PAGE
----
Financial remedy proceedings in the Family Court may be the only means of securing a fair outcome for the victim of economic abuse. However, currently the court service and procedures are woefully ill-equipped to deal with such cases.
Lawyers and courts are wedded to the concept of a negotiated settlement. They fail to recognise the economic abuse and push parties to engage in a voluntary exchange of disclosure, coupled with mediation, wherever possible. In the majority of cases, negotiation is the most cost effective and dignified route to settling finances on divorce. However, in circumstances where one party is being deliberately opaque about their finances in order to defeat the other’s chances of a fair settlement, this approach is wholly inappropriate. The victim of financial abuse is made to feel they are being aggressive or unreasonable if they refuse to attempt a voluntary settlement, which they know to be impossible.
The delays in the court service are so dire that parties generally have to wait for several months between court hearings. This gives the abuser time and opportunity to hide assets and arrange their finances to defeat or reduce their spouse’s claims.
Following the landmark case of Imerman v Tchenguiz in 2010, a victim can no longer get away with taking the self-help initiative of accessing the other party’s documents. If they do so, they are required to return the documents to their spouse without showing them to the court or keeping a copy. The assets from a marriage are supposedly shared, but any information about them often belongs solely to the financially stronger spouse and sharing that information is effectively in their gift.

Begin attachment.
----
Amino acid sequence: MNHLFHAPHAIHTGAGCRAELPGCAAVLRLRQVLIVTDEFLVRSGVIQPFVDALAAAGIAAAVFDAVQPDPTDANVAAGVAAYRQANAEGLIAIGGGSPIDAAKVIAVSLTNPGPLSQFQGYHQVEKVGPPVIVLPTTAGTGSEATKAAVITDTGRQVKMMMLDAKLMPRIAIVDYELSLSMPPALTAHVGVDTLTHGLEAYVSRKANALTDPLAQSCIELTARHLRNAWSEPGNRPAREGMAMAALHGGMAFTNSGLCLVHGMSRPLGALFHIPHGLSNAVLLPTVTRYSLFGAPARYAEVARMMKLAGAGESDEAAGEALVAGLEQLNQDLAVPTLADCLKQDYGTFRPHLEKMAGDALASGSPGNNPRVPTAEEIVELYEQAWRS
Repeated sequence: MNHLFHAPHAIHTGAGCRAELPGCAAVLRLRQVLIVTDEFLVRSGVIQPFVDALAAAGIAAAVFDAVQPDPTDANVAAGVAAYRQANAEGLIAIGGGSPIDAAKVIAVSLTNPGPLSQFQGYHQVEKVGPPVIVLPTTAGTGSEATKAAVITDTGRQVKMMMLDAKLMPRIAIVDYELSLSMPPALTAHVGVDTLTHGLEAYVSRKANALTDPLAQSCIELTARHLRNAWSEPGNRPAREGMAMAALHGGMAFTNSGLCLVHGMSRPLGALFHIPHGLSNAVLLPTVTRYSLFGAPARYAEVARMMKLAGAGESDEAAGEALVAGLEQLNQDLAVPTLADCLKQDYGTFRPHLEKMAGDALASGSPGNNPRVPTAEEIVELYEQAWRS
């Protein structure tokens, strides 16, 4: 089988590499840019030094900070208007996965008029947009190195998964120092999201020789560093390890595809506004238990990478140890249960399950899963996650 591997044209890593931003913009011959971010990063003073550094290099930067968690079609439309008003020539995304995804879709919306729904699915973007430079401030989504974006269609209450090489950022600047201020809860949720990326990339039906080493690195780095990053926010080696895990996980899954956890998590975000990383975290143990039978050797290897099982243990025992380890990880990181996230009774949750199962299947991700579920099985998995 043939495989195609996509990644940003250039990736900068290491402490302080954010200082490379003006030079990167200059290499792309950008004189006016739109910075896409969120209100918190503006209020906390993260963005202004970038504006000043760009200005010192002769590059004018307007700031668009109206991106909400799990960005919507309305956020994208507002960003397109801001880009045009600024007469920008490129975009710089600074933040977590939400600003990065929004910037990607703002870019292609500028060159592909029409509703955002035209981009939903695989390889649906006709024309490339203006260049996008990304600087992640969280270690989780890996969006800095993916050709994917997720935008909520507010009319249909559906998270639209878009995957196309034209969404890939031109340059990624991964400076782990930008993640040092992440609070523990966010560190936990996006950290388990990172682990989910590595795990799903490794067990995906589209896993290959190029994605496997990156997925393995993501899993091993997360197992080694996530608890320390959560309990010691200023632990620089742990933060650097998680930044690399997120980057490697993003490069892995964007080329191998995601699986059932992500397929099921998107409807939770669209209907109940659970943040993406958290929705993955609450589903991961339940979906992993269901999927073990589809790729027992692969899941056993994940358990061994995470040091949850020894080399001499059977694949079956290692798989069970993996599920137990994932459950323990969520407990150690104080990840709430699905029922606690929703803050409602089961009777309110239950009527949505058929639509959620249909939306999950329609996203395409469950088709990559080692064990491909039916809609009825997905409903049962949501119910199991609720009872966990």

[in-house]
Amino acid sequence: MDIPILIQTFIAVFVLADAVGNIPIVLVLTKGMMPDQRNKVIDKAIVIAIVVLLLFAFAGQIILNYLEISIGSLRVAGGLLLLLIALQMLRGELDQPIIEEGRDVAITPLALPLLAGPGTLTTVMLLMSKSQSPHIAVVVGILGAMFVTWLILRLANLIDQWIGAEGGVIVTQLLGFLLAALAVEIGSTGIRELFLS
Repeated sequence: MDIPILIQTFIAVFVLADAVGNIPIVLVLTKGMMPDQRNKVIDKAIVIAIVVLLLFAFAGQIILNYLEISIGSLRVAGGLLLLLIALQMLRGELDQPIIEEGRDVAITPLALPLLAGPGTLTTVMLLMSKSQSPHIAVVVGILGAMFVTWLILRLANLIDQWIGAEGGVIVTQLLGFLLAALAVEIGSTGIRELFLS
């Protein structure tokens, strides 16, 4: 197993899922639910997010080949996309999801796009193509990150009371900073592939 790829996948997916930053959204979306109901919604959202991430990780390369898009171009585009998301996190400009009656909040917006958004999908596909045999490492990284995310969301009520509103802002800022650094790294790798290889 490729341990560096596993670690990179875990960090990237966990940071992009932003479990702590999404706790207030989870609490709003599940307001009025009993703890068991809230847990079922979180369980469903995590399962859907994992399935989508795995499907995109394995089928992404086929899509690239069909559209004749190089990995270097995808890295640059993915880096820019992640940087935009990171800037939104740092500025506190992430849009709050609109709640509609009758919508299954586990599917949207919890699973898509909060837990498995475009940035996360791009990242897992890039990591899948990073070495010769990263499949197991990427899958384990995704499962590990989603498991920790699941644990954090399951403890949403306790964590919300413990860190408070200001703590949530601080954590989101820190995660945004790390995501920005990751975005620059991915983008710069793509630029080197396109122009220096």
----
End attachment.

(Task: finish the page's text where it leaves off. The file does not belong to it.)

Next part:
The Family Court very rarely takes bad behaviour into account when assessing financial claims on divorce. If a spouse complains to the court about the abuse they have experienced during the marriage and beyond, they are generally advised that the alleged misconduct is irrelevant. The costs of contested court proceedings are prohibitive for most litigants and the general rule in financial remedy proceedings is that each party pays their own costs.
In such cases, the abused party may need to make urgent applications to court at the outset, to freeze assets, obtain disclosure, secure maintenance and a legal services payment order (i.e., a ‘fighting fund’). Perhaps most importantly, the survivor should also have a frank conversation with their lawyers early on as to what they are willing to settle for, how much time and money they feel able to spend and how they will identify when it’s time to walk away. In so many of these cases, where someone is determined to hide their money, and indeed has hidden their money for many years, it simply is not possible to uncover every penny. In circumstances where a party’s financial picture is truly unknown, running up vast legal bills can also be a high risk strategy. How hard to fight for a fair outcome is a personal choice. However, whether someone hopes to secure enough money to meet their needs and walk away, or is determined to pursue their abusive spouse through the courts, being tough, decisive and quick off the mark is imperative.